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Strategic Information Gathering before a Contract Is Offered

Listed author(s):
  • Cremer, Jacques
  • Khalil, Fahad
  • Rochet, Jean-Charles

We study how optimal contracts are modified when the agent has the possibility to acquire information before the contract is offered to him. We consider a situation in which this information is always available to the agent just before producing. Therefore, prior information acquisition is socially wasteful, and conducted only for the purpose of rent seeking. In this context, we show that the typical outcome is one in which the agent randomizes between acquiring information or not. Therefore, the principal cannot perfectly anticipate whether the agent is informed or not, and has to offer two different contracts. One is designed for uninformed agents, the other is designed for informed agents.

(This abstract was borrowed from another version of this item.)

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Article provided by Elsevier in its journal Journal of Economic Theory.

Volume (Year): 81 (1998)
Issue (Month): 1 (July)
Pages: 163-200

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Handle: RePEc:eee:jetheo:v:81:y:1998:i:1:p:163-200
Contact details of provider: Web page: http://www.elsevier.com/locate/inca/622869

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  1. Cremer, Jacques & Khalil, Fahad, 1992. "Gathering Information before Signing a Contract," American Economic Review, American Economic Association, vol. 82(3), pages 566-578, June.
  2. Lewis, Tracy R. & Sappington, David E. M., 1991. "All-or-nothing information control," Economics Letters, Elsevier, vol. 37(2), pages 111-113, October.
  3. Grossman, Sanford J & Stiglitz, Joseph E, 1980. "On the Impossibility of Informationally Efficient Markets," American Economic Review, American Economic Association, vol. 70(3), pages 393-408, June.
  4. Cremer, Jacques & Khalil, Fahad, 1994. "Gathering information before the contract is offered: The case with two states of nature," European Economic Review, Elsevier, vol. 38(3-4), pages 675-682, April.
  5. Baron, David P & Myerson, Roger B, 1982. "Regulating a Monopolist with Unknown Costs," Econometrica, Econometric Society, vol. 50(4), pages 911-930, July.
  6. Cremer, Jacques & Khalil, Fahad & Rochet, Jean-Charles, 1998. "Contracts and Productive Information Gathering," Games and Economic Behavior, Elsevier, vol. 25(2), pages 174-193, November.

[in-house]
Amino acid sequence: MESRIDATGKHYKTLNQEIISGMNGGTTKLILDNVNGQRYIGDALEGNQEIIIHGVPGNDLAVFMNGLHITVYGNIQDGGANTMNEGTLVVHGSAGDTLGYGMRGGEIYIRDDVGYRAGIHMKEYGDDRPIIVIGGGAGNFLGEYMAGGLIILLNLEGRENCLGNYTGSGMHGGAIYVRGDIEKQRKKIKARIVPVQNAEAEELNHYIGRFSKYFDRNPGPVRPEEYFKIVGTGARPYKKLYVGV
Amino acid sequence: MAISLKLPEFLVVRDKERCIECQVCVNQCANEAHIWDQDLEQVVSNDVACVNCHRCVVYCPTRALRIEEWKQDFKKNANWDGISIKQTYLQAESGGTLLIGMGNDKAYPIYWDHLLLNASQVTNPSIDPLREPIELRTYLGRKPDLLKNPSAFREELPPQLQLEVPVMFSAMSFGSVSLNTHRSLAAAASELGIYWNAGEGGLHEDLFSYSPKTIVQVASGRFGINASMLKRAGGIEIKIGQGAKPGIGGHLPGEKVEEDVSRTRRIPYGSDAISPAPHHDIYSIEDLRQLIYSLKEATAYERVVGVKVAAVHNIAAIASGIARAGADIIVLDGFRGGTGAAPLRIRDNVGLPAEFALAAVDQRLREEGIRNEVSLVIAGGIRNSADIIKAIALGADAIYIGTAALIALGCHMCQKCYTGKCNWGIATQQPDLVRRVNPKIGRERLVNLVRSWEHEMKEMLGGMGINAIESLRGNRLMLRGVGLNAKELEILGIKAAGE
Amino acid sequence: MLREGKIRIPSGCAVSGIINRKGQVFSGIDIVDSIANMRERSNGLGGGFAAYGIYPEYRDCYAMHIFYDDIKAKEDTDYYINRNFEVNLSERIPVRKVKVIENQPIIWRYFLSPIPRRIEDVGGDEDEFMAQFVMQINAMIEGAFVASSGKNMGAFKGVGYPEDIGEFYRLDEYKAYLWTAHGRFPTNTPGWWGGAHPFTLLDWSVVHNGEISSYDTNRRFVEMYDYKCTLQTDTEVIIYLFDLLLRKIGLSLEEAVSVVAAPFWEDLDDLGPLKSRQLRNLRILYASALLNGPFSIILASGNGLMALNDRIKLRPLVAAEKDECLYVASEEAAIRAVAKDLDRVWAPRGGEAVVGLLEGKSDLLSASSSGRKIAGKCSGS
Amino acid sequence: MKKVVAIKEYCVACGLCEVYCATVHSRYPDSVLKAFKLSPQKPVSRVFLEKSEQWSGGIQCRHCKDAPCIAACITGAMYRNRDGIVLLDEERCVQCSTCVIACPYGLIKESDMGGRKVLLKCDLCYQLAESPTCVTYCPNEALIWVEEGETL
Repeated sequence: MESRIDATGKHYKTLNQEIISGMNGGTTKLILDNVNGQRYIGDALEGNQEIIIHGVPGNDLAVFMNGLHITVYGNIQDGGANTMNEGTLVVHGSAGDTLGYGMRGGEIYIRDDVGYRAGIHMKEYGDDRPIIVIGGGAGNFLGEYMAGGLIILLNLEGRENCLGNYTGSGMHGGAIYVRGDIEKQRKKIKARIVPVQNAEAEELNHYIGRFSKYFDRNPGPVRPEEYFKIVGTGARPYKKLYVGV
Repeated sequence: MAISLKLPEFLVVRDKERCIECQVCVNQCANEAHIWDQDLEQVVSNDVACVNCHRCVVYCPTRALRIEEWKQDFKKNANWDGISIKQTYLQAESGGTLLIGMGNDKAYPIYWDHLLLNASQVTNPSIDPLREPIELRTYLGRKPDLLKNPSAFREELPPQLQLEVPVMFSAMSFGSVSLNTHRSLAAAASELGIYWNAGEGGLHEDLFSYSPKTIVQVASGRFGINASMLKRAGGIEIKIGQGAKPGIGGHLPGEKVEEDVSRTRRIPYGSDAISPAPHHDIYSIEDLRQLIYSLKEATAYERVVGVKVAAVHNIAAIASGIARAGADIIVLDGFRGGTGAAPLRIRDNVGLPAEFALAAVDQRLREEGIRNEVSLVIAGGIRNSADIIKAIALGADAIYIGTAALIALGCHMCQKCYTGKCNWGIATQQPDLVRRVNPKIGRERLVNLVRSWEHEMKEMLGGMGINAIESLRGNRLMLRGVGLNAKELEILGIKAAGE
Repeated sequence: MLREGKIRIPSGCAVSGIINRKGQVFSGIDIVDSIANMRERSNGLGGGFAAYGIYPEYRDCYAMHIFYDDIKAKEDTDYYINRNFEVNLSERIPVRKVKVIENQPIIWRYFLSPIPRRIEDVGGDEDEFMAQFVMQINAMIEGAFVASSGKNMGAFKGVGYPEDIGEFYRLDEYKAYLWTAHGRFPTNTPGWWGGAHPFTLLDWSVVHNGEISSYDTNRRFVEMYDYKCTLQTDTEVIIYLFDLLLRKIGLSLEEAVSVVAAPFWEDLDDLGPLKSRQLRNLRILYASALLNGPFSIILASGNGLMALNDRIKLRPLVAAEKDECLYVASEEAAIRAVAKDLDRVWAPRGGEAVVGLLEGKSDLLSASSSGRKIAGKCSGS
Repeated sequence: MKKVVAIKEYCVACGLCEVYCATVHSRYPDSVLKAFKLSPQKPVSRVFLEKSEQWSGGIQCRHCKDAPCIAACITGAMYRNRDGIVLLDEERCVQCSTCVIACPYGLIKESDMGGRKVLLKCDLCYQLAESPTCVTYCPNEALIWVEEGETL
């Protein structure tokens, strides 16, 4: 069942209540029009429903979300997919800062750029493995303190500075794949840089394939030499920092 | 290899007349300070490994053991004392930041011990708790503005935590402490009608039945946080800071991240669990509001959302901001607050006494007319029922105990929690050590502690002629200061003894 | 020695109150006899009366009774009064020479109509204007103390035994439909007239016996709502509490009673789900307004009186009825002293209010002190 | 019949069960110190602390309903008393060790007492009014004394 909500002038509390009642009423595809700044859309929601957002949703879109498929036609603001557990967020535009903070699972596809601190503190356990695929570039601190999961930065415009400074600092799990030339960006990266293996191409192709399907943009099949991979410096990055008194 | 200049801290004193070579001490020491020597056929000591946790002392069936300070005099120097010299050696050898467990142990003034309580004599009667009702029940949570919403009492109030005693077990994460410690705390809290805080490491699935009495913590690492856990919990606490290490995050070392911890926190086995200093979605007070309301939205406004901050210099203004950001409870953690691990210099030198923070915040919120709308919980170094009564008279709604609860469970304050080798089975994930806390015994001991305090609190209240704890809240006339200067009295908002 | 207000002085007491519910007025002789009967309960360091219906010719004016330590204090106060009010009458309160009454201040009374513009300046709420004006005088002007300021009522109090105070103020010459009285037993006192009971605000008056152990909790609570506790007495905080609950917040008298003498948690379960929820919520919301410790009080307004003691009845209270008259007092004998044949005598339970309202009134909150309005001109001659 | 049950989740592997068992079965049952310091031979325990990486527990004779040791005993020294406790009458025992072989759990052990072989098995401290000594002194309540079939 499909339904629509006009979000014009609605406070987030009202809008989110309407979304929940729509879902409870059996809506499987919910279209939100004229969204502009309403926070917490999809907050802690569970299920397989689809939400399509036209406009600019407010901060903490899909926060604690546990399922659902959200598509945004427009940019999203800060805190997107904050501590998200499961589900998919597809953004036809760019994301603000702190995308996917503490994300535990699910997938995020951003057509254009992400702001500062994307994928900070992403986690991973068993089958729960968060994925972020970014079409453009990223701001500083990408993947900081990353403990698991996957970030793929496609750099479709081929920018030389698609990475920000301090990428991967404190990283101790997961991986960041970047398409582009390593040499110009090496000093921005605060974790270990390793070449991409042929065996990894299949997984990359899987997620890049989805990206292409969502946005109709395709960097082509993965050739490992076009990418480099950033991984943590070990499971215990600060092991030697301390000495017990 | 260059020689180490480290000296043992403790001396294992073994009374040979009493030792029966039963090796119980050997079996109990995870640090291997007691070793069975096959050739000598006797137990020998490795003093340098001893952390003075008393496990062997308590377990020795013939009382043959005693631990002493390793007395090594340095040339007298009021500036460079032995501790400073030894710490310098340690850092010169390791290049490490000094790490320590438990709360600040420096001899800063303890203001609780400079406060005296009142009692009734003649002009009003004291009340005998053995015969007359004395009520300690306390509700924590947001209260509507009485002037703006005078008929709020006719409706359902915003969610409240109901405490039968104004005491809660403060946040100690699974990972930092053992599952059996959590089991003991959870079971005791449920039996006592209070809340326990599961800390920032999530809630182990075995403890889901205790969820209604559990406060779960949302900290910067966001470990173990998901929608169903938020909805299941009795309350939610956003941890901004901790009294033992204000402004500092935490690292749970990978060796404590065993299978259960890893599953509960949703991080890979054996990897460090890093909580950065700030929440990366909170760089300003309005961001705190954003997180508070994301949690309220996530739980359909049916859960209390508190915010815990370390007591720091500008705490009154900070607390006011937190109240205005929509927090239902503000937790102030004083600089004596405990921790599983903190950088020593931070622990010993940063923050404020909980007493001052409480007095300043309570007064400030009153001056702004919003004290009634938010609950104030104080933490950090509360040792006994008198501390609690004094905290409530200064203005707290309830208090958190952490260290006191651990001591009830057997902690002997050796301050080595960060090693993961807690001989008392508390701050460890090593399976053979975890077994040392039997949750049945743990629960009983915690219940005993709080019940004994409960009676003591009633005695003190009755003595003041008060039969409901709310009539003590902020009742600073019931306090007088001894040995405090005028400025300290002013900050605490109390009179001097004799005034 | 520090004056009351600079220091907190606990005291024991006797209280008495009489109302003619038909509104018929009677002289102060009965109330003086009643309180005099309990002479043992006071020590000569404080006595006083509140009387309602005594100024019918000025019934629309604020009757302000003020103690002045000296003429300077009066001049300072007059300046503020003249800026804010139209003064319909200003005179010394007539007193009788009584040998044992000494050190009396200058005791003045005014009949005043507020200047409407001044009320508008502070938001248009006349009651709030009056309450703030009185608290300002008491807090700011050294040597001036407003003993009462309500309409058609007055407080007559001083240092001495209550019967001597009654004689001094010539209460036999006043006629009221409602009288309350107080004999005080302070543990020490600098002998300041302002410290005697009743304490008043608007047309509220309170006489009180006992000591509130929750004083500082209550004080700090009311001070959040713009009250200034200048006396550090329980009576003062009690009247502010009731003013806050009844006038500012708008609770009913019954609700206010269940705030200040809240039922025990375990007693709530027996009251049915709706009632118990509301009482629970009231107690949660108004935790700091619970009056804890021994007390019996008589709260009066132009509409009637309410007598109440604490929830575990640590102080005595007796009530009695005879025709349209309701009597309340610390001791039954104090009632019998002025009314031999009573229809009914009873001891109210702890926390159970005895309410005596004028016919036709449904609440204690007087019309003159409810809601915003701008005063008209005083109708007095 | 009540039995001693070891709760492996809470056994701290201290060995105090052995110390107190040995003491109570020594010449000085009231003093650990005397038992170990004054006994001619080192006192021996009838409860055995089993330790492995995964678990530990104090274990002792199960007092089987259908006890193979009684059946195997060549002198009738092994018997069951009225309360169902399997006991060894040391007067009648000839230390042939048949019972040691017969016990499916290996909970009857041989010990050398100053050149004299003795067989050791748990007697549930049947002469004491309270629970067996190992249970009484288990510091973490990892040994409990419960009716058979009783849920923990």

7. Lewis Tracy R. & Sappington David E. M., 1993. "Ignorance in Agency Problems," Journal of Economic Theory, Elsevier, vol. 61(1), pages 169-183, October.
  8. Shavell, Steven, 1992. "Liability and the Incentive to Obtain Information about Risk," The Journal of Legal Studies, University of Chicago Press, vol. 21(2), pages 259-270, June.
  9. Khalil Fahad & Lawarree Jacques, 1995. "Input versus Output Monitoring: Who Is the Residual Claimant?," Journal of Economic Theory, Elsevier, vol. 66(1), pages 139-157, June.
  10. Hirshleifer, Jack, 1971. "The Private and Social Value of Information and the Reward to Inventive Activity," American Economic Review, American Economic Association, vol. 61(4), pages 561-574, September.
  11. Lewis, Tracy R & Sappington, David E M, 1997. "Information Management in Incentive Problems," Journal of Political Economy, University of Chicago Press, vol. 105(4), pages 796-821, August.
  12. J. A. Mirrlees, 1971. "An Exploration in the Theory of Optimum Income Taxation," Review of Economic Studies, Oxford University Press, vol. 38(2), pages 175-208.
  13. Craswell, Richard, 1988. "Precontractual Investigation as an Optimal Precaution Problem," The Journal of Legal Studies, University of Chicago Press, vol. 17(2), pages 401-436, June.
  14. Lewis, Tracy R & Sappington David E M, 1993. "Choosing Workers' Qualifications: No Experience Necessary?," International Economic Review, Department of Economics, University of Pennsylvania and Osaka University Institute of Social and Economic Research Association, vol. 34(3), pages 479-502, August.
  15. Sobel, Joel, 1993. "Information Control in the Principal-Agent Problem," International Economic Review, Department of Economics, University of Pennsylvania and Osaka University Institute of Social and Economic Research Association, vol. 34(2), pages 259-269, May.
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